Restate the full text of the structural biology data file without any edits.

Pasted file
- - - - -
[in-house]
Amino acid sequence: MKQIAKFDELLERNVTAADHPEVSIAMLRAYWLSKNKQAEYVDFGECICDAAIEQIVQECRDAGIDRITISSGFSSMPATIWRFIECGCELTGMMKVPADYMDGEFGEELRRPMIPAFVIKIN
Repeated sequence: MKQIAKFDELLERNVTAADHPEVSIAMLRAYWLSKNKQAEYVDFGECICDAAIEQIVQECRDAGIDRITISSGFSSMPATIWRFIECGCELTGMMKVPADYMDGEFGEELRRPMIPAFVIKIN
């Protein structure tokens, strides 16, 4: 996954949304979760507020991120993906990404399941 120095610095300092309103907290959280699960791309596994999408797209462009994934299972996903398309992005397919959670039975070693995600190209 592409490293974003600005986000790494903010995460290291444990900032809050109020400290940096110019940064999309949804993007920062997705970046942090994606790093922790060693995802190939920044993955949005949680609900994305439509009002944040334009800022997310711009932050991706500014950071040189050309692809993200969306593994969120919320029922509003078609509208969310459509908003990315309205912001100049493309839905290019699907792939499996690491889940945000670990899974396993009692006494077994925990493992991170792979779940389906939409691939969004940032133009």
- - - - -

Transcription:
[in-house]
Amino acid sequence: MKQIAKFDELLERNVTAADHPEVSIAMLRAYWLSKNKQAEYVDFGECICDAAIEQIVQECRDAGIDRITISSGFSSMPATIWRFIECGCELTGMMKVPADYMDGEFGEELRRPMIPAFVIKIN
Repeated sequence: MKQIAKFDELLERNVTAADHPEVSIAMLRAYWLSKNKQAEYVDFGECICDAAIEQIVQECRDAGIDRITISSGFSSMPATIWRFIECGCELTGMMKVPADYMDGEFGEELRRPMIPAFVIKIN
């Protein structure tokens, strides 16, 4: 996954949304979760507020991120993906990404399941 120095610095300092309103907290959280699960791309596994999408797209462009994934299972996903398309992005397919959670039975070693995600190209 592409490293974003600005986000790494903010995460290291444990900032809050109020400290940096110019940064999309949804993007920062997705970046942090994606790093922790060693995802190939920044993955949005949680609900994305439509009002944040334009800022997310711009932050991706500014950071040189050309692809993200969306593994969120919320029922509003078609509208969310459509908003990315309205912001100049493309839905290019699907792939499996690491889940945000670990899974396993009692006494077994925990493992991170792979779940389906939409691939969004940032133009």